The origins of Perivan are quite remarkable. We’re incredibly proud of our heritage. Quite unbelievably, there are family roots within the business today which can be traced back as far as the 19th century!
To understand how we’ve reached the point in our development we’re at today, it’s fascinating to return to the beginning and observe how the business has grown.
In the 19th century…
A 20-year-old John Wertheimer arrived in England from Frankfurt, believed to be from a prosperous banking family with connections to the Rothschilds. He had a letter of introduction to the famous Nathan Meyer Rothschild who told him “Come back in three days and I’ll take you round in my carriage to meet my friends.” In 1820, John Wertheimer set up his business and founded a printer in Goodmans Fields, near Aldgate. He achieved plenty of success printing in Hebrew and other languages, as well as English and foreign language printing, which became a speciality.
Worship Street, London
A Mr J E Lea became a partner of the business in 1864, and it was promptly renamed to Wertheimer Lea & Co. When John Wertheimer passed away in 1883, Mr J H Williams purchased his share (great grandfather of Philip Williams, who works within Perivan today). Over the years, J H Williams acquired the rest of the company and in 1899, Wertheimer Lea built a new factory in Worship Street, London, to consolidate 5 production sites. Now central London, at the time the new factory was built, it was possible to see fields from the top floor. The biggest USP was that all the machines were powered by electricity. The business was renamed in 1914 to Williams Lea to reflect the existing founders. A fun fact – Williams Lea printed the first edition of the Radio Times in 1923!
Perivan was founded in 1937 in Rayleigh, Essex, by Percy Cooke and Ivan Heath. The name ‘Perivan’ comes from their first names combined. In the same year that Perivan was founded, J H Williams passed away and J G Williams (grandfather of Philip Williams who works at Perivan today) inherited the company.
Wartime propaganda printing
Throughout the wartime years, Williams Lea survived the blitz where many other printers did not. With its specialism in foreign language printing, this was understandably in very high demand at this point in history, and Williams Lea was heavily involved in the printing of propaganda materials in German which bombers distributed by throwing them out of aeroplanes over Germany – containing messages encouraging the enemy to give up. Williams Lea also printed newspapers for governments in exile in London, including Poland and Norway, and stamps for the Post Office.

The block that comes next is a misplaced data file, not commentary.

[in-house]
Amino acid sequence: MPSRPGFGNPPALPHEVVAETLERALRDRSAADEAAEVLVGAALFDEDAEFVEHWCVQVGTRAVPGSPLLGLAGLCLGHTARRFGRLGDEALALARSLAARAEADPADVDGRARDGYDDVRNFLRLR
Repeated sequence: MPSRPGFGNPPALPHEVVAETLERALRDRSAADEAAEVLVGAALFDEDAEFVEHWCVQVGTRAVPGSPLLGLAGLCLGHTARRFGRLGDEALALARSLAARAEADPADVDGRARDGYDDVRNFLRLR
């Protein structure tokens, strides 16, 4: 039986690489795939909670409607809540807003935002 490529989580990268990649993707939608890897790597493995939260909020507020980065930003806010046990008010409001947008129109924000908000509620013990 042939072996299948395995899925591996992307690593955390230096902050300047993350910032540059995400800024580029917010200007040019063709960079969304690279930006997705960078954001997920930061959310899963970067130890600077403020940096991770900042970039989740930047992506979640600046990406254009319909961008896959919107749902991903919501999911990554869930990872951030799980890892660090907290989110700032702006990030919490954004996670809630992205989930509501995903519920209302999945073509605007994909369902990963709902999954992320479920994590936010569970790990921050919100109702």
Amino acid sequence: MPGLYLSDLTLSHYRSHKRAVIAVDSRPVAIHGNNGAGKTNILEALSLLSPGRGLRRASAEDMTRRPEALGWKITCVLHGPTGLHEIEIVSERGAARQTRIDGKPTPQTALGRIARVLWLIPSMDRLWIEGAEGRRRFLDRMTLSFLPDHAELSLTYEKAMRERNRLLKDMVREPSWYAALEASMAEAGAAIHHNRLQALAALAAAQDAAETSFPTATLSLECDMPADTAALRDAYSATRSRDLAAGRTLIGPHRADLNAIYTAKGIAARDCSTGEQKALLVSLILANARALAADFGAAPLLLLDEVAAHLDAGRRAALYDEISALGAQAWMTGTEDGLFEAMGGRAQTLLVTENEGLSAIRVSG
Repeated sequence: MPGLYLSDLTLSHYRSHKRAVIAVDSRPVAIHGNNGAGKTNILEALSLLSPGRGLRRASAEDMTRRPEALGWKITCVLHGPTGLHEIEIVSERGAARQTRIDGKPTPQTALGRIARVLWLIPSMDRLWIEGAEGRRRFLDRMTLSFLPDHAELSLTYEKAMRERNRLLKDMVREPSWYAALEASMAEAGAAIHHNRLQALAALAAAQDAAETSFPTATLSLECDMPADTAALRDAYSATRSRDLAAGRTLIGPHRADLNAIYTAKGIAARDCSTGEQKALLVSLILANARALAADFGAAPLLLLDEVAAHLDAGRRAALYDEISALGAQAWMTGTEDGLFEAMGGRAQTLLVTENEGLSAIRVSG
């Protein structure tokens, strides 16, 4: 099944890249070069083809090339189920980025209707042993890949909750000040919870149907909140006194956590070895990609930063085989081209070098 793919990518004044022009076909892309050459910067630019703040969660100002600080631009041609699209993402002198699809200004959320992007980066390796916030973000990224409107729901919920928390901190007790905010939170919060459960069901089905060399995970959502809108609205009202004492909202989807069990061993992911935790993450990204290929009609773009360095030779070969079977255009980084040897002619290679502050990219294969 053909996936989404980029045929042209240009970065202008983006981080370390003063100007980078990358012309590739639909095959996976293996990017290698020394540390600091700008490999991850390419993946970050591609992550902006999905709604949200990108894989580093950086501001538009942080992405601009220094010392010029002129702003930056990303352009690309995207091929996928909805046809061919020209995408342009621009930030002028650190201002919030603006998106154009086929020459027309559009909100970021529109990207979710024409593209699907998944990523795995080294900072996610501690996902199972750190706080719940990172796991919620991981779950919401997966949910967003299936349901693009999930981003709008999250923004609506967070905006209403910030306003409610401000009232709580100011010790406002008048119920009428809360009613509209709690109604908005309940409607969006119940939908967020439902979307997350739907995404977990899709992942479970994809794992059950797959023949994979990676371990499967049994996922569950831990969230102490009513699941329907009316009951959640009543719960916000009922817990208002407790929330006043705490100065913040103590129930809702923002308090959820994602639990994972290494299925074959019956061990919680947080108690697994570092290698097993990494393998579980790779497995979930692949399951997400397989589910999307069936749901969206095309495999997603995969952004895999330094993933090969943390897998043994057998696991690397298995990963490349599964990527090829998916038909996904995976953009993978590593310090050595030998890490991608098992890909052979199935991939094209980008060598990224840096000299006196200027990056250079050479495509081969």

A growing business
In 1961, J G Williams passed away and his sons J F G and A G Williams (Philip Williams father) became joint Managing Directors at William Lea. At this point, Perivan had grown from a single typewriter to a litho printer with around 70 employees. 3 years after both sons became Managing Directors, Williams Lea acquired Perivan for its litho printing expertise.
Throughout the 80’s, Williams Lea began its transformation into a highly successful Business Process Outsourcing company and in 2003, the current directors established a company to acquire the assets of Perivan. Williams Lea was sold to Deutsche Post in 2006.
Bringing us to more recent times, over the last decade Perivan has developed their SaaS business subsequently named Simplifie. Perivan and Simplifie split in 2019 to form separate companies, with Simplifie being almost immediately acquired by Diligent Corporation of the US.
Perivan – re-launched
2020 marks the re-launch of Perivan, 200 years after John Wertheimer founded his organisation.
Stepping into the future
It’s a testament to the sort of workplace Perivan is that so many employees have stayed with the business over the years. It’s quite clear that our team have adapted and changed to fit the market and we’ve always kept ourselves on the front foot of change. By constantly challenging ourselves to grow and adapt in this way, this makes Perivan a business that is fully fit for the future.